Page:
Needless to say, the expectation that Michelle Wie would by now have become the Tiger Woods of the LPGA Tour hasn’t gone according to plan.
Ranked as high as third in the world rankings one year after she turned pro at 15, Wie, now 24, hasn’t won in three years and was ranked 65th heading into this weekend’s year-ending CME Group Titleholders in Naples.
Wie has her reasons. From 2007-12 she was a student at Stanford, where she earned a degree in communications. A wrist injury suffered at age 17 took a long time to heal.
But Wie, whose home base for the past two years has been her residence at Bear’s Club in Jupiter, is showing signs of moving up the ladder. Her scoring average has dropped from 73.5 last year to 71.8 this year, her earnings have more than doubled, from $158,546 and $329,005, and she’s posted four top-10 finishes compared to one in 2012.
“It’s about being patient,” she said after a midweek pro-am. “You can’t force these things. All you can do is try your hardest, work really hard, and that’s what I’ve been doing every day.”
Meg Mallon of Delray Beach demonstrated her faith in Wie’s game when she made her a captain’s pick for the Solheim Cup in August. Wie held her own, going 2-1 in foursomes before losing her singles match. Still, it wasn’t a popular pick.
“It’s funny how divisive it was,” Mallon recalled. “But that was people who don’t know her or what she’s capable of doing. For me it was a no-brainer.
“It came down to the fact that I didn’t want five or six birdies a round sitting on the couch. Her game is getting better. She rises to the occasion and has no fear, and playing the Solheim Cup at home is a pretty intimidating environment. And she wasn’t intimidated. Everything I thought she would be for me, she was.”
Mallon feels the area in which Wie has improved most is her putting, where she has climbed from 119th last year to 54th this year, dropping her average putts per round from 31.16 to 29.92.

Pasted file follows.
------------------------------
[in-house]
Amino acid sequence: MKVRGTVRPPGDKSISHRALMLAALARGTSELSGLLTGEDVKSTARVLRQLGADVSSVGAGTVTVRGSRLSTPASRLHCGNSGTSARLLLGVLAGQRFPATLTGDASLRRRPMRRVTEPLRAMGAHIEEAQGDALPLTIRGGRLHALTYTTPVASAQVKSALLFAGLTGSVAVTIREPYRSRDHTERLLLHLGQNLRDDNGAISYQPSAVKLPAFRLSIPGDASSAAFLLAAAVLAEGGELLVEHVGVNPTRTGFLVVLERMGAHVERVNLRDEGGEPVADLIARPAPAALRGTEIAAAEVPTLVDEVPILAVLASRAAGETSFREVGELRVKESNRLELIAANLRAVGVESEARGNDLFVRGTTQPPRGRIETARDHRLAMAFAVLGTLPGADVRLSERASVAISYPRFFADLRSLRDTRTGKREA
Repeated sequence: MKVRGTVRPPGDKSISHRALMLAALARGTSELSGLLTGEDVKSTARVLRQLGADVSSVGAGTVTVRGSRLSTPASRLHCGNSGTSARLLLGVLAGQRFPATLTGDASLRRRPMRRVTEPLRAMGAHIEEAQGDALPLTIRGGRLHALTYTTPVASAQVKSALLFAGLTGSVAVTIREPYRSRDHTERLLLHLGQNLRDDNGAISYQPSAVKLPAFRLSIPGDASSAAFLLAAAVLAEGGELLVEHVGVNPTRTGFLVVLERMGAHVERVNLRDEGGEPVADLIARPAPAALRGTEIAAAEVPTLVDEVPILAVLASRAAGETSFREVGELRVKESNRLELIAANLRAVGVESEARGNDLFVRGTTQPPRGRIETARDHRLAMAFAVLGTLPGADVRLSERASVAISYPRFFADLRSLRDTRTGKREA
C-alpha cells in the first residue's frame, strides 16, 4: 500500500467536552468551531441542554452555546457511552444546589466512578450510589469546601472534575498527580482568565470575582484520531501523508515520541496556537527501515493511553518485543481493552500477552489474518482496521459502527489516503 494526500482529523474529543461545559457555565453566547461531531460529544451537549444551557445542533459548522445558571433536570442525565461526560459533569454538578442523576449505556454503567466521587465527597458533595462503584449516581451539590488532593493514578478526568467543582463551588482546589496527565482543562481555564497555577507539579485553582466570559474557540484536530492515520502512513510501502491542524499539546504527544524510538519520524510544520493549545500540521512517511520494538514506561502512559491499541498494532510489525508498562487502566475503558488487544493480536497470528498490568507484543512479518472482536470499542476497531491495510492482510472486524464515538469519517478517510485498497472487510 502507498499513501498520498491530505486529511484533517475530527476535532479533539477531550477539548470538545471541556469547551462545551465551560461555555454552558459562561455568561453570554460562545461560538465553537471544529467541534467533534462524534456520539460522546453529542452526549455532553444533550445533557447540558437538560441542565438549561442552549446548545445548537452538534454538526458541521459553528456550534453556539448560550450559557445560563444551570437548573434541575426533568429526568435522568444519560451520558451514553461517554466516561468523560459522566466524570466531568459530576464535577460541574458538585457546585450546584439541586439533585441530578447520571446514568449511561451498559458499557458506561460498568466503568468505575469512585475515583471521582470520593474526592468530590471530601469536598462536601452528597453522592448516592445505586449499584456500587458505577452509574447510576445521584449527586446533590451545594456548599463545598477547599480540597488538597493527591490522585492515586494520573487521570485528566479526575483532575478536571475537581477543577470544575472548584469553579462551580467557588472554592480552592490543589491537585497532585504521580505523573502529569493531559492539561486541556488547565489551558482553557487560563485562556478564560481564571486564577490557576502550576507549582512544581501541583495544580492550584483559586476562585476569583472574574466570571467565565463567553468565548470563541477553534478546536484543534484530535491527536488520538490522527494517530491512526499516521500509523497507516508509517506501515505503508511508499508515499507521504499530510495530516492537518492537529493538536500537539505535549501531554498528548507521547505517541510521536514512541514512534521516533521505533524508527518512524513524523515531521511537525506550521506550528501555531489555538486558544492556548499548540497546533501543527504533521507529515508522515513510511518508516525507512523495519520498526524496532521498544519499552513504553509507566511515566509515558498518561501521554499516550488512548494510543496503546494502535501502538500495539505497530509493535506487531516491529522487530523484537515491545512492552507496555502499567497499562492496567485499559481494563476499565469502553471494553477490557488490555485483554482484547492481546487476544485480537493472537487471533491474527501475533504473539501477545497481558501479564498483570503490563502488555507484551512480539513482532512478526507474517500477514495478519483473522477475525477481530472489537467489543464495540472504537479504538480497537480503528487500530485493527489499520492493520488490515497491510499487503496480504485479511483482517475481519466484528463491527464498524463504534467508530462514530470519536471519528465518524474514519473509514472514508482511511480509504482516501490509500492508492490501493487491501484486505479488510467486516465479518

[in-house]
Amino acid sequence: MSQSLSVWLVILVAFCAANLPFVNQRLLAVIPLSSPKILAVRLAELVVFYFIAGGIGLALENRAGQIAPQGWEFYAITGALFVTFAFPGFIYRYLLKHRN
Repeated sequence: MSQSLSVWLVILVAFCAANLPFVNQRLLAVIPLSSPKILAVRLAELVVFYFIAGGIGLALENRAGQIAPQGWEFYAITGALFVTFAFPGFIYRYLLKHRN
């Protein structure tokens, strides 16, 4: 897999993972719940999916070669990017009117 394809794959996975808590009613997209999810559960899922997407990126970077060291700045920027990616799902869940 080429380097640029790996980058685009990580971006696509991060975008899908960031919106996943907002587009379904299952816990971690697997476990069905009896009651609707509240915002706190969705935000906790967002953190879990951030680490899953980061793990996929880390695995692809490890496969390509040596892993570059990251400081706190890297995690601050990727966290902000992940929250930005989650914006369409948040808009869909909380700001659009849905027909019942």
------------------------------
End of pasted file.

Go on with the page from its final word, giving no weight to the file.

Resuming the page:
“She had lost all her confidence, but that Stanford brain came up with that realization and she’s made herself a much better putter. That could go a long way down the road.”
Wie’s best finish of the year came just last month in South Korea, where her final-round 66 made her the leader in the clubhouse for a time. She finished tied for third, one shot out of a playoff won by Amy Yang.
“That was the closest I’ve felt (to winning),” she said. “It felt good to be the leader in the clubhouse. I’ve been close now a lot of times.”
Wie’s name still carries as much star power as any of the LPGA pros; but Kraig Kann, chief communications officer for the tour, said Wie’s contributions off the course have also been significant.
“We have a player communications committee, a group of players that give us feedback, come up with strategic media ideas and things that would benefit our tour long-term,” Kann said. “I reached out to eight players (two years ago) and Michelle was one. She was trying to put her game back together at the time, but the fact she said yes said something greater to me than anything she could do on the golf course.”
Born and raised in Hawaii, Wie said she moved to Jupiter from Orlando two years ago because “I needed to be near an ocean.
“I love being in Jupiter; I go to the beach a lot. There’s a lot of fun people down there.”
She said she plays often with PGA Tour pros who come by Bear’s Club, including Keegan Bradley and Will McKenzie.
“I’ve been trying to get down to Medalist (in Hobe Sound), so hopefully this season I will,” she added.
If Wie can ever reach the potential she showed as a 14-year-old, when she was top-20 in six of the seven LPGA events she played, it would no doubt do wonders for an LPGA Tour that continues to struggle for even a small portion of the golf media spotlight.
“How big would that be for us?” Kann said. “It would be huge. But we’ve already learned that putting pressure on her to succeed doesn’t work. It really does have to be about what’s good for Michelle, and when it’s going to happen for Michelle I don’t know.
“But if I was buying stock on what I do know, and what I’ve seen, I’d still say she’s a good stock to buy.”